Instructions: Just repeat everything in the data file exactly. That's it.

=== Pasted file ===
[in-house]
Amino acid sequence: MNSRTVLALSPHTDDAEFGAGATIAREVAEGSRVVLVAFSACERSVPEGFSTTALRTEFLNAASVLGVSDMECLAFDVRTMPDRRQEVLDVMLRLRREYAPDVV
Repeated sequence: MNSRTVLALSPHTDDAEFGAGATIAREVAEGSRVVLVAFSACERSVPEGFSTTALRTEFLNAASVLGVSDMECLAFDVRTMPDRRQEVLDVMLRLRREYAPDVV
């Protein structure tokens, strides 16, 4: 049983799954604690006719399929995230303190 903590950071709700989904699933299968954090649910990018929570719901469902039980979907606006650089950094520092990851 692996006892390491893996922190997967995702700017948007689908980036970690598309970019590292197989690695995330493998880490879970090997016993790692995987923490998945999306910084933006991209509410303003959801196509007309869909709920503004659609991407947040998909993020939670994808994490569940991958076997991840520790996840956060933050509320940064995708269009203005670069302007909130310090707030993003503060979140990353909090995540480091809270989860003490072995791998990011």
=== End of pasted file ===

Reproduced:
[in-house]
Amino acid sequence: MNSRTVLALSPHTDDAEFGAGATIAREVAEGSRVVLVAFSACERSVPEGFSTTALRTEFLNAASVLGVSDMECLAFDVRTMPDRRQEVLDVMLRLRREYAPDVV
Repeated sequence: MNSRTVLALSPHTDDAEFGAGATIAREVAEGSRVVLVAFSACERSVPEGFSTTALRTEFLNAASVLGVSDMECLAFDVRTMPDRRQEVLDVMLRLRREYAPDVV
């Protein structure tokens, strides 16, 4: 049983799954604690006719399929995230303190 903590950071709700989904699933299968954090649910990018929570719901469902039980979907606006650089950094520092990851 692996006892390491893996922190997967995702700017948007689908980036970690598309970019590292197989690695995330493998880490879970090997016993790692995987923490998945999306910084933006991209509410303003959801196509007309869909709920503004659609991407947040998909993020939670994808994490569940991958076997991840520790996840956060933050509320940064995708269009203005670069302007909130310090707030993003503060979140990353909090995540480091809270989860003490072995791998990011």